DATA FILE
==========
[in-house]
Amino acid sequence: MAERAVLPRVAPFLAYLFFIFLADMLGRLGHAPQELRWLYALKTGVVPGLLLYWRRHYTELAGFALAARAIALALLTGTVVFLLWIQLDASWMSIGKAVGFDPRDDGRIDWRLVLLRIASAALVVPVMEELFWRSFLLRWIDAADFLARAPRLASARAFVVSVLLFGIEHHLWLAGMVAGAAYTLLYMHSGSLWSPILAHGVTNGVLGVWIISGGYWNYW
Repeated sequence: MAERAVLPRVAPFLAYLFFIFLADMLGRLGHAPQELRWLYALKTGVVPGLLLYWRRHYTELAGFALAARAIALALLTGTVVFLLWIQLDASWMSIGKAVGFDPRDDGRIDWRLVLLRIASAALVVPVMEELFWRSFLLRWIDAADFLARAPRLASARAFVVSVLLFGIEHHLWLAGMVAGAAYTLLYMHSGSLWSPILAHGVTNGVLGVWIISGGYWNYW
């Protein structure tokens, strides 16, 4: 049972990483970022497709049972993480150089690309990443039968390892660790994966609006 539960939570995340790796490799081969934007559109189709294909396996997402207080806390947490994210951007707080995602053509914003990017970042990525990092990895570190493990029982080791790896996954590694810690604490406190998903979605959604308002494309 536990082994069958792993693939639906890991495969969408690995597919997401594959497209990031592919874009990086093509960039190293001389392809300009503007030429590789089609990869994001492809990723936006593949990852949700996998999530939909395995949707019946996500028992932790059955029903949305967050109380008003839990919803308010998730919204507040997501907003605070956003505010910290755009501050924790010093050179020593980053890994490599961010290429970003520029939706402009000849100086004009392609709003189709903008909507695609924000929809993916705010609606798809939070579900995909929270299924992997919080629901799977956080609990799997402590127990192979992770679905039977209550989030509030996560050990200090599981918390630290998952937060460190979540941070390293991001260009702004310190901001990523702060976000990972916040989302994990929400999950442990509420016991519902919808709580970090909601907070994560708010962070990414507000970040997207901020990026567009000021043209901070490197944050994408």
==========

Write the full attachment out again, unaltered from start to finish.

[in-house]
Amino acid sequence: MAERAVLPRVAPFLAYLFFIFLADMLGRLGHAPQELRWLYALKTGVVPGLLLYWRRHYTELAGFALAARAIALALLTGTVVFLLWIQLDASWMSIGKAVGFDPRDDGRIDWRLVLLRIASAALVVPVMEELFWRSFLLRWIDAADFLARAPRLASARAFVVSVLLFGIEHHLWLAGMVAGAAYTLLYMHSGSLWSPILAHGVTNGVLGVWIISGGYWNYW
Repeated sequence: MAERAVLPRVAPFLAYLFFIFLADMLGRLGHAPQELRWLYALKTGVVPGLLLYWRRHYTELAGFALAARAIALALLTGTVVFLLWIQLDASWMSIGKAVGFDPRDDGRIDWRLVLLRIASAALVVPVMEELFWRSFLLRWIDAADFLARAPRLASARAFVVSVLLFGIEHHLWLAGMVAGAAYTLLYMHSGSLWSPILAHGVTNGVLGVWIISGGYWNYW
């Protein structure tokens, strides 16, 4: 049972990483970022497709049972993480150089690309990443039968390892660790994966609006 539960939570995340790796490799081969934007559109189709294909396996997402207080806390947490994210951007707080995602053509914003990017970042990525990092990895570190493990029982080791790896996954590694810690604490406190998903979605959604308002494309 536990082994069958792993693939639906890991495969969408690995597919997401594959497209990031592919874009990086093509960039190293001389392809300009503007030429590789089609990869994001492809990723936006593949990852949700996998999530939909395995949707019946996500028992932790059955029903949305967050109380008003839990919803308010998730919204507040997501907003605070956003505010910290755009501050924790010093050179020593980053890994490599961010290429970003520029939706402009000849100086004009392609709003189709903008909507695609924000929809993916705010609606798809939070579900995909929270299924992997919080629901799977956080609990799997402590127990192979992770679905039977209550989030509030996560050990200090599981918390630290998952937060460190979540941070390293991001260009702004310190901001990523702060976000990972916040989302994990929400999950442990509420016991519902919808709580970090909601907070994560708010962070990414507000970040997207901020990026567009000021043209901070490197944050994408």